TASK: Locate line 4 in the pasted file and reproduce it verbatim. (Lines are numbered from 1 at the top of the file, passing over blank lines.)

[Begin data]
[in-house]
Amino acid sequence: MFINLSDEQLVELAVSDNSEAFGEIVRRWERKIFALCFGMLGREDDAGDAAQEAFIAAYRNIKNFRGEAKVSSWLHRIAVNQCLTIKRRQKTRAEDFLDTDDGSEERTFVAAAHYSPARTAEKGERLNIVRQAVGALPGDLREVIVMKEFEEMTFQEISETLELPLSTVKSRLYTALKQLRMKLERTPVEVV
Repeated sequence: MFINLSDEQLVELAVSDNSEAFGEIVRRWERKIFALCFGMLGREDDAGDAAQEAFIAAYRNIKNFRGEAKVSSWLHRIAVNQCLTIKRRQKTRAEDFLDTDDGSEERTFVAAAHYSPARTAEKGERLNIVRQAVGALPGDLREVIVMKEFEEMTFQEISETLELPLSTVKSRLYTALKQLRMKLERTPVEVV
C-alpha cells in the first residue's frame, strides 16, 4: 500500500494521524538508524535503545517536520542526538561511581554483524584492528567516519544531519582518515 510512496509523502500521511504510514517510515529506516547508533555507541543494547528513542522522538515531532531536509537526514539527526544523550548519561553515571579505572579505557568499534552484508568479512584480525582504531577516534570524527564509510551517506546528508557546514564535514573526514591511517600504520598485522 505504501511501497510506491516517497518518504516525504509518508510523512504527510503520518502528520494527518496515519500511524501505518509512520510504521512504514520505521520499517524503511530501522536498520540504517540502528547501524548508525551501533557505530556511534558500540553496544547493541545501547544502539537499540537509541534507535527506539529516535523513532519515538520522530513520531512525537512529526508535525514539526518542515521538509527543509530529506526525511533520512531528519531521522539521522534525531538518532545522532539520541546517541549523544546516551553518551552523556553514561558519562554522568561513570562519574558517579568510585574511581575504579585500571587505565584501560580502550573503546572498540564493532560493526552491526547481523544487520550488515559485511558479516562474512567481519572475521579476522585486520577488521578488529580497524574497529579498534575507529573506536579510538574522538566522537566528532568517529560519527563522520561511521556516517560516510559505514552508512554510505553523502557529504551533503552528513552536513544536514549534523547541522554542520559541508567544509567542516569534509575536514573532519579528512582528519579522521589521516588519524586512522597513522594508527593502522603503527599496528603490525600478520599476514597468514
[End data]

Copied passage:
C-alpha cells in the first residue's frame, strides 16, 4: 500500500494521524538508524535503545517536520542526538561511581554483524584492528567516519544531519582518515 510512496509523502500521511504510514517510515529506516547508533555507541543494547528513542522522538515531532531536509537526514539527526544523550548519561553515571579505572579505557568499534552484508568479512584480525582504531577516534570524527564509510551517506546528508557546514564535514573526514591511517600504520598485522 505504501511501497510506491516517497518518504516525504509518508510523512504527510503520518502528520494527518496515519500511524501505518509512520510504521512504514520505521520499517524503511530501522536498520540504517540502528547501524548508525551501533557505530556511534558500540553496544547493541545501547544502539537499540537509541534507535527506539529516535523513532519515538520522530513520531512525537512529526508535525514539526518542515521538509527543509530529506526525511533520512531528519531521522539521522534525531538518532545522532539520541546517541549523544546516551553518551552523556553514561558519562554522568561513570562519574558517579568510585574511581575504579585500571587505565584501560580502550573503546572498540564493532560493526552491526547481523544487520550488515559485511558479516562474512567481519572475521579476522585486520577488521578488529580497524574497529579498534575507529573506536579510538574522538566522537566528532568517529560519527563522520561511521556516517560516510559505514552508512554510505553523502557529504551533503552528513552536513544536514549534523547541522554542520559541508567544509567542516569534509575536514573532519579528512582528519579522521589521516588519524586512522597513522594508527593502522603503527599496528603490525600478520599476514597468514